Cade. By my Valour: the most compleate Champion that euer I heard. Steele, if thou turne the edge, or cut not out the burly bon'd Clowne in chines of Beefe, ere thou sleepe in thy Sheath, I beseech Ioue on my knees thou mayst be turn'd to Hobnailes.

Heere they Fight.

O I am slaine, Famine and no other hath slaine me, let ten thousand diuelles come against me, and giue me but the ten meales I haue lost, and I'de defie them all. Wither Garden, and be henceforth a burying place to all that do dwell in this house, because the vnconquered soule of Cade is fled

Iden. Is't Cade that I haue slain, that monstrous traitor? Sword, I will hallow thee for this thy deede, And hang thee o're my Tombe, when I am dead. Ne're shall this blood be wiped from thy point, But thou shalt weare it as a Heralds coate, To emblaze the Honor that thy Master got

Cade. Iden farewell, and be proud of thy victory: Tell Kent from me, she hath lost her best man, and exhort all the World to be Cowards: For I that neuer feared any, am vanquished by Famine, not by Valour.

Dyes.

Id. How much thou wrong'st me, heauen be my iudge; Die damned Wretch, the curse of her that bare thee: And as I thrust thy body in with my sword, So wish I, I might thrust thy soule to hell. Hence will I dragge thee headlong by the heeles Vnto a dunghill, which shall be thy graue, And there cut off thy most vngracious head, Which I will beare in triumph to the King, Leauing thy trunke for Crowes to feed vpon. Enter.

Enter Yorke, and his Army of Irish, with Drum and Colours.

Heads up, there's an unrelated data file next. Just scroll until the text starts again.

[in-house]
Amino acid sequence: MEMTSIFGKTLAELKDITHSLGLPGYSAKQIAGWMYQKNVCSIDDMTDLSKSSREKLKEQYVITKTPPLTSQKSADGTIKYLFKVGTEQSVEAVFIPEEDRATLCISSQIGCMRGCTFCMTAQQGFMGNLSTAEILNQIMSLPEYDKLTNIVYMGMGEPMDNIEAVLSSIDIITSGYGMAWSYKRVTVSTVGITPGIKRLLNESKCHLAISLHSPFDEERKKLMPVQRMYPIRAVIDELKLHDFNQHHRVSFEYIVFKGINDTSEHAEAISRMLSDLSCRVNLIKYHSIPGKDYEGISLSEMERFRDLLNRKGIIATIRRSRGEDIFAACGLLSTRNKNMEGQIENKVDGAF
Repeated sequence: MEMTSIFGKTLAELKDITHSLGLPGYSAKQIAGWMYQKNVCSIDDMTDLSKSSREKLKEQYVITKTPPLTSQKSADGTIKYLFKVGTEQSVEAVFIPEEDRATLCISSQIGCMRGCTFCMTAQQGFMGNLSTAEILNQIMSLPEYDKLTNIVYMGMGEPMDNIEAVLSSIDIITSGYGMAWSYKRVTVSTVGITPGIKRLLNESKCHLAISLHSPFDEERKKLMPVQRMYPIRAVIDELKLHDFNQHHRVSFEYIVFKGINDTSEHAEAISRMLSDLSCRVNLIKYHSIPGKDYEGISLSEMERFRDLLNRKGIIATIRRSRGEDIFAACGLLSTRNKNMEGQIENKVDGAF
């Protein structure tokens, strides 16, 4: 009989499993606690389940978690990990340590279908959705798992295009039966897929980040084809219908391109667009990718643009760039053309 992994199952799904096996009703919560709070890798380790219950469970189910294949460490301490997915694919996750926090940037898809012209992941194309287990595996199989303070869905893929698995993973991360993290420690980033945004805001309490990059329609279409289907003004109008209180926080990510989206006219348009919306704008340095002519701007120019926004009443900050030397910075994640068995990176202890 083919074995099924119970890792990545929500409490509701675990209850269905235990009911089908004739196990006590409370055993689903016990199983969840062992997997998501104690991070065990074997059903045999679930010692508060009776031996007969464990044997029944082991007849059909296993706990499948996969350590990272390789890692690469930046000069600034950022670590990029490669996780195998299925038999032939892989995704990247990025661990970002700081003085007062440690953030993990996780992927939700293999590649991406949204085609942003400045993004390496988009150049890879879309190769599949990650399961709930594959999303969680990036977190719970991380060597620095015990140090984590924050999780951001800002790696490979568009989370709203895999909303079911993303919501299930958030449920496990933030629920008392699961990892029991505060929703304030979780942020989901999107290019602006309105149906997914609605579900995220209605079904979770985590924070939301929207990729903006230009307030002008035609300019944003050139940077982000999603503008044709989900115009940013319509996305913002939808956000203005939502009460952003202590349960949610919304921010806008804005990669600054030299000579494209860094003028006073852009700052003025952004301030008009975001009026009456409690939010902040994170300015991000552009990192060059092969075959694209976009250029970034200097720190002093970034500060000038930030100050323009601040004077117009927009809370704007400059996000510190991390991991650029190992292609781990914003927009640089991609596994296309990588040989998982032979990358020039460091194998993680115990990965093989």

Yor. From Ireland thus comes York to claim his right, And plucke the Crowne from feeble Henries head. Ring Belles alowd, burne Bonfires cleare and bright To entertaine great Englands lawfull King. Ah Sancta Maiestas! who would not buy thee deere? Let them obey, that knowes not how to Rule. This hand was made to handle nought but Gold. I cannot giue due action to my words, Except a Sword or Scepter ballance it. A Scepter shall it haue, haue I a soule, On which Ile tosse the Fleure-de-Luce of France. Enter Buckingham.

Whom haue we heere? Buckingham to disturbe me? The king hath sent him sure: I must dissemble

Buc. Yorke, if thou meanest wel, I greet thee well

Yor. Humfrey of Buckingham, I accept thy greeting. Art thou a Messenger, or come of pleasure

Buc. A Messenger from Henry, our dread Liege, To know the reason of these Armes in peace. Or why, thou being a Subiect, as I am, Against thy Oath, and true Allegeance sworne, Should raise so great a power without his leaue? Or dare to bring thy Force so neere the Court? Yor. Scarse can I speake, my Choller is so great. Oh I could hew vp Rockes, and fight with Flint, I am so angry at these abiect tearmes. And now like Aiax Telamonius, On Sheepe or Oxen could I spend my furie. I am farre better borne then is the king: More like a King, more Kingly in my thoughts. But I must make faire weather yet a while, Till Henry be more weake, and I more strong. Buckingham, I prethee pardon me, That I haue giuen no answer all this while: My minde was troubled with deepe Melancholly. The cause why I haue brought this Armie hither, Is to remoue proud Somerset from the King, Seditious to his Grace, and to the State

Buc. That is too much presumption on thy part: But if thy Armes be to no other end, The King hath yeelded vnto thy demand: The Duke of Somerset is in the Tower

Yorke. Vpon thine Honor is he Prisoner? Buck. Vpon mine Honor he is Prisoner

The second Part of Henry the Sixt Page 38

William Shakespeare Plays

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